I bolded a very important fact that seems to be lost in the shouting match between Legislative and Executive Branches. The often silent Judicial Branch has an equal position in our Constitution. If the Legislative and Executive Branches cannot play nicely, the Judicial can come in and force them to behave. If either Executive or Legislative ignore the ruling of the Judicial Branch, then we do have a problem. But right now it’s more of a playground tug-of-war for whom is “right.”

An Odd Flashback to Fast & Furious

In 2012 Eric Holder became the first AG to be held in contempt for refusing to provide Congress with the Obama administration’s “Operation Fast & Furious” documents. The operation came to light after Mexican drug cartels used guns provided by the Obama administration to kill two U.S. Federal agents. In an interesting convergence of storylines, the case verdict was finally filed on Tuesday. Seven years after it started. Politico reports,

The fight over the records themselves ended more than a year ago, but a proposed settlement ran aground last fall after U.S. District Court Judge Amy Berman Jackson signaled that she would refuse to wipe out her rulings in the case. Both the Obama administration and the House objected to aspects of her decisions, but the executive branch had the larger grievance, as Jackson rejected the Justice Department’s longstanding position that courts have no proper role in resolving battles between Congress and federal agencies over access to records.”

Hmmm. I wonder if the Obama administration and the House are happy with the verdict now? By maintaining the position that the courts have no role in resolving battles between Congress and federal agencies access to records, they have essentially closed an avenue that would force the current AG Barr, to provide the records Congress wants. Maybe SCOTUS will have the opportunity to visit this issue in the future. But for now, it is what it is.

 

Featured Image: Wikimedia Commons License: [CC BY-SA 4.0 (https://creativecommons.org/licenses/by-sa/4.0)]  Attribution: Thomas Good Image Cropped:400×400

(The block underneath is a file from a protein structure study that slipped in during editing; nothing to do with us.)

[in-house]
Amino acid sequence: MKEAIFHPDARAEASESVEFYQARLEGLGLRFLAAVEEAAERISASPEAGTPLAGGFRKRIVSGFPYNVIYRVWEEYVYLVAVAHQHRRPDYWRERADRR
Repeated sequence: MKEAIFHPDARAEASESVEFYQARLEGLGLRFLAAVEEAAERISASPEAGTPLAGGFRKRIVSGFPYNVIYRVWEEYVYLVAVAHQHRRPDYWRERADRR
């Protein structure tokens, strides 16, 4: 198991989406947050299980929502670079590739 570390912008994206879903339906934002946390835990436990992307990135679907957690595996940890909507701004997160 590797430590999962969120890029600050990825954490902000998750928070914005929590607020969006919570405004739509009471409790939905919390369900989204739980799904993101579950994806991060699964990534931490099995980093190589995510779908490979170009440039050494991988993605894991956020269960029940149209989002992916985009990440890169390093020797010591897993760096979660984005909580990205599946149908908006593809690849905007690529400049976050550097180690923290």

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"CC" to her friends, she's dreaming of warm weather and open spaces. She's lived all over the USA and overseas. These opportunities are great, but she believes that the USA is the most amazing country, and we are so fortunate to have our Constitution and Bill of Rights. She's always happy to have a debate, so long as the participants understand "Feelings are NOT facts". Bring a fact based viewpoint, a good dose of courtesy (Respect is earned, Courtesy is given freely), a bit of thick skin, and fluency in sarcasm. She's happy to chat about anything from Ron Paul, to Ronald Regan. A bit of warning, she has a dedication to General Jim Mattis, and a low threshold for BS. Professionally, she spent almost a decade working in the Defense Contracting industry.

17 Comments
  • Scott says:

    Nadler is a moron… that is all!

  • czrpb says:

    i know! like that crazy time ( https://www.congress.gov/bill/116th-congress/house-concurrent-resolution/24 ) when the whole of the House voted to have the report in full released to Congress.

    • Scott says:

      Here’s the thing, it doesn’t matter at all what the “whole house” votes on, if it is against the law to release that info (grand jury, etc.), then it’s against the law, and as such, it is the sworn duty of the AG (who apparently takes his oath more seriously than the idiots in congress) to FOLLOW THE LAW, and NOT release the parts that are prohibited by those laws…

      On another topic all together, where was this level of outrage when Eric Holder openly flaunted Congress, engaged in illegal activity (Fast and Furious) and then he and obama ignored the contempt proceedings against him… Ooh, that’s right, he thought the way they did, and obama was our “savior”, so he could do no wrong, and they were good with it…

      So back to my original statement, slightly amended… Nadler is an ATTENTION WHORING, HYPOCRITICAL MORON… that is all…

    • If the “whole of the House” crafted 100% legal legislation 100% of the time, the SCOTUS would be very bored. Point is, they enact resolutions that are self serving and grandstanding. If the whole of the house actually wanted to have the unreacted report released, all they need to do is… CHANGE THE LAW.
      Just like when HASC beats up the Military over something in the UCMJ. Only problem…. Congress has oversight on the Uniform Code of Military Justice.